How Does a Toilet Tank Work?
When it comes to home repair, toilets may fall in the “easy fix” or “emergency plumbing” arenas. The good news is: you can easily break down what’s going on. A lot of times, it’s what’s going on inside. With just a quick jiggle of the handle you may realize that the issue is inside the tank. In many ways toilets are genius in their simplicity. That said, looking into the tank at the different mechanisms can be intimidating. Lifting that back lid shouldn’t scare you off. With some basic knowledge of how the tank works, you will be well on your way to troubleshooting your Midlothian plumbing problem. Just remember that when in doubt, reach out to your local plumbing experts all your plumbing needs.
All About Toilet TanksThe inner workings of your toilet tank are all interconnected, with one impacting the next in sequence. Keeping this in mind will help you get to the root cause of your issue. There are two essential processes that your tank goes through whenever you flush the toilet can help narrow down any plumbing related issues.
- The flush
- Refilling the tank.
Emptying or Flushing the TankThe first function of your toilet is the flush. There are a few parts that are involved in this process.
HandleEven if you have never looked under the lid of the tank, you will at least be familiar with this first part. The handle acts as a lever that starts a chain reaction to send pressurized water from the tank to the bowl, flushing waste down the main line.
Handle ArmAttached to handle, running through the wall of the tank is the handle arm. When the handle is pushed down, the handle arm should go up. Handle arms can wear down over time as they are typically made of thin plastic and are put under stress each time the toilet is flushed.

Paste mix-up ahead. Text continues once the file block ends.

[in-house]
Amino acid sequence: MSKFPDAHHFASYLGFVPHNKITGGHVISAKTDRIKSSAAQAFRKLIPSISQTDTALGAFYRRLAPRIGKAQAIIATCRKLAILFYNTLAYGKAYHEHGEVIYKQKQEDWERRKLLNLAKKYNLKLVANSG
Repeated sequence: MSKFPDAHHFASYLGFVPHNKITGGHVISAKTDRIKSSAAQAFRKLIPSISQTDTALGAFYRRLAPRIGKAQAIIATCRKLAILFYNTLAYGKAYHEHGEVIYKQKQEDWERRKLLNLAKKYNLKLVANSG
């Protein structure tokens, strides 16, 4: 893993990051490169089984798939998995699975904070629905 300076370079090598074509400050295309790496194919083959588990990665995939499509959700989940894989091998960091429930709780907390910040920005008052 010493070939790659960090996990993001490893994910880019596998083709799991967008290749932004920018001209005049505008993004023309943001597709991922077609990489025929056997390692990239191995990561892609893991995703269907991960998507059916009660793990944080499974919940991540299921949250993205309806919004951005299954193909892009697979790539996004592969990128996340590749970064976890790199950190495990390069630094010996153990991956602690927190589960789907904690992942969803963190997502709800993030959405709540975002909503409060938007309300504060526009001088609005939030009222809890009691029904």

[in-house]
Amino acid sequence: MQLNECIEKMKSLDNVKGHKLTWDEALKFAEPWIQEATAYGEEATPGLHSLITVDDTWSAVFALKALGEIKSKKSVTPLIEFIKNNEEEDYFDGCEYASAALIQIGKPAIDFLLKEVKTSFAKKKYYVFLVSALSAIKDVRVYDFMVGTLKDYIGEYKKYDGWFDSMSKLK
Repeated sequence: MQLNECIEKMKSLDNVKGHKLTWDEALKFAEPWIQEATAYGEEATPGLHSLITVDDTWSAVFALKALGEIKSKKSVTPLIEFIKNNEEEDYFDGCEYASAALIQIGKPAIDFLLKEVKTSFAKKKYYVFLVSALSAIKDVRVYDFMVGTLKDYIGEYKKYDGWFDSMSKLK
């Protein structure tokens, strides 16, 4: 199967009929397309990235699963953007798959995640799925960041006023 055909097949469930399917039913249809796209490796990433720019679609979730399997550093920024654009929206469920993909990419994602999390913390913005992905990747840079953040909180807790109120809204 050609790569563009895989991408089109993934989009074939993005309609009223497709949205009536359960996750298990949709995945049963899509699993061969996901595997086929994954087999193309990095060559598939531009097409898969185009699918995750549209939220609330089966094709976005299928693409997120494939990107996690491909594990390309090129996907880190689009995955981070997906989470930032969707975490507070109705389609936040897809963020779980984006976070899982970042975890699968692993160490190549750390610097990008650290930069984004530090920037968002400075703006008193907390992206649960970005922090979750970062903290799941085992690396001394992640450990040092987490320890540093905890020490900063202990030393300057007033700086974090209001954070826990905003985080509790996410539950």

ChainThe chain is exactly that: a chain that is attached at the top to the handle arm and at the bottom to the flapper. Have you ever pressed the handle and it feels like there is no pressure when you push it down? Chances are, there is an issue with the chain. Chains can come loose or break altogether, making them one of the more common plumbing issues that homeowners will encounter.
Flush Valve SealThe flush valve seal, or “flapper” (as it is more commonly known) is attached to the bottom of the chain. This rubber piece creates a watertight seal that prevents water from dropping down into the bowl. If you notice water continually runs into the bowl, even minutes after you flush, your issue might involve the flapper.
Flush ValveThe flush valve is connected to the flapper and the drain opening that connects to the toilet bowl. This mechanism helps hold the flapper open so that the water can drain from the tank and flush the bowl. Without the valve, the flapper cannot remain open.
Drain OpeningThe drain opening is the connection between your tank and toilet bowl. When these 6 components work in unison the flapper will rise and water will drop into the drain opening, becoming pressurized, allowing the bowl to be successfully flushed. The flapper will remain open until most, if not all, of the water has emptied from the tank. At this point it will fall back into place and seal so that fresh water can be brought in to refill the tank. For plumbing issues that center on not being able to flush the toilet, you can be confident that something has gone wrong with one of these 6 components. Start at the top and work your way down until you find where the issue is. If all else fails, reach out to your local licensed Midlothian plumbing experts so that they can troubleshoot and get your toilet back in working order.